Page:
As it happened, he wasn’t, and they still did.

In year two of his 4-year, $49 million deal, Nolasco got rocked in his first start but came back to earn the win in his next five straight. Unfortunately, those games belied the value of the “Pitcher Win” as he lasted no more than 5.2 innings in four of those five, meaning that in only one of the wins did he qualify for a “Quality Start.”

Nolasco lasted just one inning in his May 31 start against Toronto before leaving the game with what would turn out to be a “right ankle impingement,” which landed him on the DL for the bulk of the season. Nolasco wouldn’t return to game action until September 30, and that was out of the bullpen.

It’s entirely fair to say that the Twins haven’t gotten any kind of value out of the first two years of Nolasco’s deal. It’s equally fair to suggest that due to injuries, Nolasco hasn’t had a chance to get into any kind of groove and show what he can really do.

Whether he can do just that in 2016 will go a long ways towards determining whether his contract is salvageable, or a complete bust.

3. Ervin Santana Back in the AL

Well this one got short-circuited quickly.

On April 3 – just three days before the season was set to begin – the Twins were forced to place Santana on the Restricted List after he received an 80-game suspension from Major League Baseball for a violation of the Joint Drug Prevention and Treatment Program. Specifically, he failed a drug test for PED use.

Like Nolasco, a good season from Santana was thought to be a key to the Twins being an above .500 team for the first time in four years. Like Nolasco, that turned out not to be the case.

Santana made his Twins debut on July 5 and the results after that were decidedly mixed. Starting with his July 29 start, Santana lost four of his next six starts – earning no-decisions on Aug. 13 and Aug. 25 for his only non-losses. Over that six-game stretch, he averaged just 5 innings pitched per start, his opponent’s batting average was .356, he walked 15 to only 14 strikeouts and amassed an ugly 9.20 earned run average.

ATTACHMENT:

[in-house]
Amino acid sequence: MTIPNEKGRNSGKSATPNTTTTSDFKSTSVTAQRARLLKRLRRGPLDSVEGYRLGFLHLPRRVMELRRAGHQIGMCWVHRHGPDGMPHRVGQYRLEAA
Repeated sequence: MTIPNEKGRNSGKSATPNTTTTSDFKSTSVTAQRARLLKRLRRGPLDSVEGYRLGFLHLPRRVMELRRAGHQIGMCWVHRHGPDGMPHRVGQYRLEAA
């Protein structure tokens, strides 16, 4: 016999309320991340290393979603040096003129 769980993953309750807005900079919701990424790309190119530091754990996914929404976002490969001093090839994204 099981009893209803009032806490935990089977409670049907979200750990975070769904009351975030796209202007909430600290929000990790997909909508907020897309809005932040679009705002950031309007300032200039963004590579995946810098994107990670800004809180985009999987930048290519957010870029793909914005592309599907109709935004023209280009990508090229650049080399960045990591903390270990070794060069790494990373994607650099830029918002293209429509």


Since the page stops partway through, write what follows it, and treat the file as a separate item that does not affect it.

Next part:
But from his next start on Aug. 25 on, it was clear that Santana had finally found something. Down the stretch, he was one of the Twins most reliable starters. Over his last seven starts of the season, Santana went 5-2 with a 1.62 ERA, giving up just nine earned runs over 50 IP, with 47 strikeouts to only 14 walks. His opponent’s batting average for balls in play was just .279, slightly below average, so maybe there was some luck involved. But in the bad stretch he had in July and August it was .354, so maybe things were just balancing out as well.

He didn’t have the impact the Twins had hoped for in 2015, but there’s clearly reason to hope that he’ll have that opportunity in 2016.

4. The Bullpen

We knew coming into 2016 that Glen Perkins and Casey Fien would be key cogs for Minnesota’s relief staff. But there were nothing but question marks after that.

Mike Pelfrey was slated to join the bullpen out of Spring Training, but that plan was aborted after Santana’s PED suspension.

The Twins went 1-for-2 with the “new guys.” Blaine Boyer pitched exceedingly well in the early goings – earning the nickname “Boyer the Destroyer.” But he struggled through the middle of the season, before bouncing back to “serviceable” status late in the year.

Tim Stauffer? Not so much. He appeared in just 13 games for Minnesota before being designated for assignment. He actually ended up in the Independent Leagues for a bit before landing back in MLB with the Mets.

You never know how things are going to go for a Rule-5 draftee. Rookie J.R. Graham certainly started shaky, plunking Kansas City’s Alex Rios in his first appearance, breaking a bone in Rios’ hand and sending him to the DL. But Graham settled into big league life and became a serviceable part of the Twins bullpen – even making a spot start for the club on June 6 against Milwaukee.

Graham finished 1-1 on the year, with a 4.95 ERA. He struck out 53 batters and gave up 21 walks. His WHIP was a too-high 1.49, and he gave up 10 home runs – the most among Twins relievers.

It’s tough to know what the Twins will do with him going forward. He may spend some more time in the minors, but it won’t be surprising to see him in a Twins uniform again at some point next season.